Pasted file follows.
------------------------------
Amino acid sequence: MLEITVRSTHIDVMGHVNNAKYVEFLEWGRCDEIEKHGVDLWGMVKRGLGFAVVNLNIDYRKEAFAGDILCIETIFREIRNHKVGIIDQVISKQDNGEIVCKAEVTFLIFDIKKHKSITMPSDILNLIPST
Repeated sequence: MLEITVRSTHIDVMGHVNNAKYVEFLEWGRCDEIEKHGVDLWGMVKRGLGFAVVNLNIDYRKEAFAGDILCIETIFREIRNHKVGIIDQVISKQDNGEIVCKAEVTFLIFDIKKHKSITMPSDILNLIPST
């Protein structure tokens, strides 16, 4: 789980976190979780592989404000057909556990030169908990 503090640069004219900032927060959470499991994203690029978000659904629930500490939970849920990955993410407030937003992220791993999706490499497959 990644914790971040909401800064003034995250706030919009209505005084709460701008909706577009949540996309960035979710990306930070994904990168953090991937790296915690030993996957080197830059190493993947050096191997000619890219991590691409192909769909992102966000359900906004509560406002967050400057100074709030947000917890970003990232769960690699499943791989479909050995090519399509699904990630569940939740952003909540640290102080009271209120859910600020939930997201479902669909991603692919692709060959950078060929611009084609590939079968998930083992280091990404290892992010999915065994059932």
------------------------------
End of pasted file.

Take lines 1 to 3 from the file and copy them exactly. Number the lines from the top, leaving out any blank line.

Amino acid sequence: MLEITVRSTHIDVMGHVNNAKYVEFLEWGRCDEIEKHGVDLWGMVKRGLGFAVVNLNIDYRKEAFAGDILCIETIFREIRNHKVGIIDQVISKQDNGEIVCKAEVTFLIFDIKKHKSITMPSDILNLIPST
Repeated sequence: MLEITVRSTHIDVMGHVNNAKYVEFLEWGRCDEIEKHGVDLWGMVKRGLGFAVVNLNIDYRKEAFAGDILCIETIFREIRNHKVGIIDQVISKQDNGEIVCKAEVTFLIFDIKKHKSITMPSDILNLIPST
């Protein structure tokens, strides 16, 4: 789980976190979780592989404000057909556990030169908990 503090640069004219900032927060959470499991994203690029978000659904629930500490939970849920990955993410407030937003992220791993999706490499497959 990644914790971040909401800064003034995250706030919009209505005084709460701008909706577009949540996309960035979710990306930070994904990168953090991937790296915690030993996957080197830059190493993947050096191997000619890219991590691409192909769909992102966000359900906004509560406002967050400057100074709030947000917890970003990232769960690699499943791989479909050995090519399509699904990630569940939740952003909540640290102080009271209120859910600020939930997201479902669909991603692919692709060959950078060929611009084609590939079968998930083992280091990404290892992010999915065994059932």